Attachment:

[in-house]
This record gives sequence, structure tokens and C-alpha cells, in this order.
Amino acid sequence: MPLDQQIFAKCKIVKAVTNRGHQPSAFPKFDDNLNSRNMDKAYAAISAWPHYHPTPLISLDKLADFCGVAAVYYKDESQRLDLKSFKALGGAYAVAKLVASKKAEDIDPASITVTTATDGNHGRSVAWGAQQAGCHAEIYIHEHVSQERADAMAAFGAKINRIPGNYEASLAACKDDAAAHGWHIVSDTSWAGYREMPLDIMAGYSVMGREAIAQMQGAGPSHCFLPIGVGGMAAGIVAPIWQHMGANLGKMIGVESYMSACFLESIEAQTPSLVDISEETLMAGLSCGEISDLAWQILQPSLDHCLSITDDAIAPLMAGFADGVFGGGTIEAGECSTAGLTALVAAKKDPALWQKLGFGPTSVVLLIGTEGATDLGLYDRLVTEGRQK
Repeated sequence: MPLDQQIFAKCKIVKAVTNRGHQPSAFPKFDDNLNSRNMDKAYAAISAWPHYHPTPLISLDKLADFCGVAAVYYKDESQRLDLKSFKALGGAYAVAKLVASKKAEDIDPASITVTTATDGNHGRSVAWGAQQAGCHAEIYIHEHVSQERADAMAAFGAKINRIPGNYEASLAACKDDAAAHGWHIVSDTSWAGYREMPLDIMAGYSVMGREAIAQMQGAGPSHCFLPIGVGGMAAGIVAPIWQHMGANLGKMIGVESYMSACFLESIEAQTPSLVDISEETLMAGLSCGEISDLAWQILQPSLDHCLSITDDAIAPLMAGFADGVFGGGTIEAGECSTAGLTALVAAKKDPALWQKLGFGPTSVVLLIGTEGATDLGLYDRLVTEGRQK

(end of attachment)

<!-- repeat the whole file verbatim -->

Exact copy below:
[in-house]
This record gives sequence, structure tokens and C-alpha cells, in this order.
Amino acid sequence: MPLDQQIFAKCKIVKAVTNRGHQPSAFPKFDDNLNSRNMDKAYAAISAWPHYHPTPLISLDKLADFCGVAAVYYKDESQRLDLKSFKALGGAYAVAKLVASKKAEDIDPASITVTTATDGNHGRSVAWGAQQAGCHAEIYIHEHVSQERADAMAAFGAKINRIPGNYEASLAACKDDAAAHGWHIVSDTSWAGYREMPLDIMAGYSVMGREAIAQMQGAGPSHCFLPIGVGGMAAGIVAPIWQHMGANLGKMIGVESYMSACFLESIEAQTPSLVDISEETLMAGLSCGEISDLAWQILQPSLDHCLSITDDAIAPLMAGFADGVFGGGTIEAGECSTAGLTALVAAKKDPALWQKLGFGPTSVVLLIGTEGATDLGLYDRLVTEGRQK
Repeated sequence: MPLDQQIFAKCKIVKAVTNRGHQPSAFPKFDDNLNSRNMDKAYAAISAWPHYHPTPLISLDKLADFCGVAAVYYKDESQRLDLKSFKALGGAYAVAKLVASKKAEDIDPASITVTTATDGNHGRSVAWGAQQAGCHAEIYIHEHVSQERADAMAAFGAKINRIPGNYEASLAACKDDAAAHGWHIVSDTSWAGYREMPLDIMAGYSVMGREAIAQMQGAGPSHCFLPIGVGGMAAGIVAPIWQHMGANLGKMIGVESYMSACFLESIEAQTPSLVDISEETLMAGLSCGEISDLAWQILQPSLDHCLSITDDAIAPLMAGFADGVFGGGTIEAGECSTAGLTALVAAKKDPALWQKLGFGPTSVVLLIGTEGATDLGLYDRLVTEGRQK